I leave espresso to the pros in soho, there are some fantastic (mostly antipodean run) places in central London.

    Re Americano, a good americano is supposed to taste like watered down espresso, but if you have good espresso this can work very well indeed, also the chains will usually add way too much water to it. Much easier to make a good filtered coffee though and the range on offer just from the supermarkets is excellent. Some Starbucks blends are good too, special edition blends are almost always a good shout and the sumatra is really top notch (some are completely naff though IMO).

    I am tempted to get an aeropress, never got round to it. The best description I've read is that it's most similar to moka pot coffee. It's close to espresso strength but without the unique espresso flavour. I imagine it's a great way of making home made lattes.

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  16. #29
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    Quote Originally Posted by Flibb View Post
    Couple of options for you to get going.
    Aeropress, covers filter type coffee, and can brew pretty strong coffee. Plenty of guides out there on using them as well.

    Moka Pot. Makes a expresso ish coffee, also cheapish.
    http://www.youtube.com/watch?v=fRdCic2f7PI

    You could then add a hand grinder, something like a Porlex.
    Missed this earlier, yeah I think I might get that to supplement a machine, but I'm hoping for something I can wake up too and it will be waiting for me. With stuff like that i will need a camping stove or something though :/

    Quote Originally Posted by krazy_olie View Post
    Any standard filter machine (Russell Hobbs one I think I have) will do fine. I only use my filter machine for making large quantities of coffee. Caffetiere/French Press works because it's so simple and natural. Filter coffee filters out some of the oils that can add that extra richness. There are also pourover devices in from companies like Hario too which a lot of people like.
    I used to make some in the morning then put the rest in a good thermos straight away and it keeps hot for ages whilst not ruining it like a hot plate which is basically cooking.

    I leave espresso to the pros in soho, there are some fantastic (mostly antipodean run) places in central London.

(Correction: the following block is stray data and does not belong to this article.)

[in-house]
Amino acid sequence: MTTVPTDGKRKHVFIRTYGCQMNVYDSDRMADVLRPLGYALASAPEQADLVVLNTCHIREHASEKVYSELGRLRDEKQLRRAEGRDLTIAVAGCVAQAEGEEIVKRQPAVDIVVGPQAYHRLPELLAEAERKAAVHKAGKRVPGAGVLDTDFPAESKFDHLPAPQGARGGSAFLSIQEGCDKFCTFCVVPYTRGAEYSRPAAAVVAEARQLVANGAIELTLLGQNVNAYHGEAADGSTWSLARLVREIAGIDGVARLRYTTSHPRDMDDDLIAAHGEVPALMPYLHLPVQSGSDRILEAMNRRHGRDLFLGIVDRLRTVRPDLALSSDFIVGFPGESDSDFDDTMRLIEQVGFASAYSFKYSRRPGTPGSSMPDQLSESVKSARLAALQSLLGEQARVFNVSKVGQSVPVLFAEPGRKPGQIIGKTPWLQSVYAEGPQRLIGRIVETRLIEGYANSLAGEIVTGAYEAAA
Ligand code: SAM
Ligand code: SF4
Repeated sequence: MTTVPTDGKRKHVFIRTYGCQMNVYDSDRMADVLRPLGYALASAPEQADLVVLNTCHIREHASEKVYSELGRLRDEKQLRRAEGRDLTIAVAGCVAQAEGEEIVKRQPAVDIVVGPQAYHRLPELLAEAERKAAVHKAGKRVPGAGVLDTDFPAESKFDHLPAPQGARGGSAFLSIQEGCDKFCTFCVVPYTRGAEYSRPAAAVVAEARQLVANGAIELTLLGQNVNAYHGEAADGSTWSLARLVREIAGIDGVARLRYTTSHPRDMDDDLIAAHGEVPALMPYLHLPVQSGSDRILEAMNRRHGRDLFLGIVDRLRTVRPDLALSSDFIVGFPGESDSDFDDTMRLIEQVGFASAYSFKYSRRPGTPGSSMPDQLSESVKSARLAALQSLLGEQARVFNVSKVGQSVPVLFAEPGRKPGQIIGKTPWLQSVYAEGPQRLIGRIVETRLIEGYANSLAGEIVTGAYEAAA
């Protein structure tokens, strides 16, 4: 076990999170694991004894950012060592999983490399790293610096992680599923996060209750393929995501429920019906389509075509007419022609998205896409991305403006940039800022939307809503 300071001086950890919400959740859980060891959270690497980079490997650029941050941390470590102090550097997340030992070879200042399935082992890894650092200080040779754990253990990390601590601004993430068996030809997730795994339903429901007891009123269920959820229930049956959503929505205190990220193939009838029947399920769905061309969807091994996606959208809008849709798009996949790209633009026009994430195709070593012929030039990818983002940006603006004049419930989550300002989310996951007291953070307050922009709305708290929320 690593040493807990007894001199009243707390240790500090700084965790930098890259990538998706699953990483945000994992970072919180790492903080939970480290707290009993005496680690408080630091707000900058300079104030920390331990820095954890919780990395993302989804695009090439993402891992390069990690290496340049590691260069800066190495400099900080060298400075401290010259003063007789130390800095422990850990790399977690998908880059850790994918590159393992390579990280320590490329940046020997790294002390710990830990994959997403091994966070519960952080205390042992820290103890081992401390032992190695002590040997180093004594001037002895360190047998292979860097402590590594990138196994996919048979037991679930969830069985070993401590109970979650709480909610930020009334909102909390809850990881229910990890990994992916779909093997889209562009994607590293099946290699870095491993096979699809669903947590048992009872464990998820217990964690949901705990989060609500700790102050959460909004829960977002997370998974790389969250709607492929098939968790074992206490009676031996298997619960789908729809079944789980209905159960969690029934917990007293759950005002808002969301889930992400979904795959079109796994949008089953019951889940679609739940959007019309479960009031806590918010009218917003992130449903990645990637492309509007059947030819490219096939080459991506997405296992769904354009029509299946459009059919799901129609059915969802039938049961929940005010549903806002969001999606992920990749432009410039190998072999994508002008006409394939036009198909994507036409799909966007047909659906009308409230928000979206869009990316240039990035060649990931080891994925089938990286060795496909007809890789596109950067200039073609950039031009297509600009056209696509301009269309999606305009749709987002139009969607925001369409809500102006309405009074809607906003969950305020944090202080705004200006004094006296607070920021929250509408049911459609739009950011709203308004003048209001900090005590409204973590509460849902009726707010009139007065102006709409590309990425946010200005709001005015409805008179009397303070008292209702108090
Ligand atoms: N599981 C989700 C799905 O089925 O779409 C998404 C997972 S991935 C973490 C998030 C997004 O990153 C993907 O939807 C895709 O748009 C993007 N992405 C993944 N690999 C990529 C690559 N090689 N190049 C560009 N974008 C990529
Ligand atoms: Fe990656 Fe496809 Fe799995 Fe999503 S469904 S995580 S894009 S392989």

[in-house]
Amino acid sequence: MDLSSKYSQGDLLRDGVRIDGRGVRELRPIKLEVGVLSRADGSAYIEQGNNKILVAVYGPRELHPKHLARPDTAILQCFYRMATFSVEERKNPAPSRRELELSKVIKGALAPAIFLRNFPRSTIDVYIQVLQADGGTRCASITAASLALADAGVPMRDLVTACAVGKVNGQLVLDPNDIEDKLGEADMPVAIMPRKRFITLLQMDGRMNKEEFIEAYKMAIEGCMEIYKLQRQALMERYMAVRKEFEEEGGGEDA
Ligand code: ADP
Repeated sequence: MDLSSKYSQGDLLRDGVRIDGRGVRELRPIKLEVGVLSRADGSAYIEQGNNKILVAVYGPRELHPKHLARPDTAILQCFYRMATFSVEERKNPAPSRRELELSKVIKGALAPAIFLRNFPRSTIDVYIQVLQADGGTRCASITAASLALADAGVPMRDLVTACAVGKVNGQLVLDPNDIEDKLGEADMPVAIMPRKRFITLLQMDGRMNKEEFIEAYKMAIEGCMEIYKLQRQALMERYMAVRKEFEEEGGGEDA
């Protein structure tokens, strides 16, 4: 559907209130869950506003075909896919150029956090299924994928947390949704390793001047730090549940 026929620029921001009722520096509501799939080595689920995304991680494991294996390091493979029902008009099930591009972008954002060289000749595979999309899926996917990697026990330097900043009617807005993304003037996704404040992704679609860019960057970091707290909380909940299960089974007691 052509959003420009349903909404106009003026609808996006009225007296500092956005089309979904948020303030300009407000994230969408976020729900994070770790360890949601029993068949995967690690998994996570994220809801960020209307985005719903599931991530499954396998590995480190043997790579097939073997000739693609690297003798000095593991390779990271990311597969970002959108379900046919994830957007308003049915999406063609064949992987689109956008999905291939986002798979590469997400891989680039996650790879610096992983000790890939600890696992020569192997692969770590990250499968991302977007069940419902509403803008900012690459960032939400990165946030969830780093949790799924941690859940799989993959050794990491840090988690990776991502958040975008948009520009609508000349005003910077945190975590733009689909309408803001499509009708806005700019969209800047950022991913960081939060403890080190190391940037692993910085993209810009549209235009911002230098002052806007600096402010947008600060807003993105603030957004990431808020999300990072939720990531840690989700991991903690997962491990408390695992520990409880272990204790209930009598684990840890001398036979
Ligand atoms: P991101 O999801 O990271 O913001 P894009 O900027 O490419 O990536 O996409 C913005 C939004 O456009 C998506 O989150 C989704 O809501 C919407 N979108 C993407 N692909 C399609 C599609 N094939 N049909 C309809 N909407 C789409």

Re Americano, a good americano is supposed to taste like watered down espresso, but if you have good espresso this can work very well indeed, also the chains will usually add way too much water to it. Much easier to make a good filtered coffee though and the range on offer just from the supermarkets is excellent. Some Starbucks blends are good too, special edition blends are almost always a good shout and the sumatra is really top notch (some are completely naff though IMO).

    I am tempted to get an aeropress, never got round to it. The best description I've read is that it's most similar to moka pot coffee. It's close to espresso strength but without the unique espresso flavour. I imagine it's a great way of making home made lattes.
    Cheers for the info, I might just go for something that has the features I need and not worry too much about glass jugs or anything like that. I think a lot of u guys are perhaps a bit toooooo addicted/professional for me!
    Definitely going to invest in a thermos mug though, good shout!

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    Re: New to coffee - find me a machine!

    Found this site everything a coffee lover needs also has a free 0800 number,

    http://democoffeesite.com/forum/

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    Re: New to coffee - find me a machine!

    I'll get slammed for this but never mind...

    For a budget of £100 and for someone 'getting into' coffee are the espresso pod machines so bad? Really? Don't just blurt out an answer, actually think!

    I picked up a cheap Nespresso machine and it makes better espresso than any coffee shop I've been into (granted mostly big chains) It's easy and convenient.
    That was my starting point while I wasn't sure if I'd stick with the whole espresso thing, after spending time drinking it I'd now look at perhaps getting a decent machine (well, whatever is decent for a couple of hundred) and keep working up the line until the price/performance levels out.

    If you do consider one then pop into a large departments store that has a Nespresso booth and they'll make you up some to try out, don't know them till you've tried them! Afterall, like I said, it's more of an introduction than a solution you'll stick with forever.

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    Re: New to coffee - find me a machine!

    I've not tried Nespresso type things in the last few years - previously the ones I tried were more like syrupy filter coffee than anything like an espresso. Perhaps that's changed now, but if so I'd like to understand how they are doing it. What is it about the pod system that would enable them to produce espressos more cheaply than an espresso machine?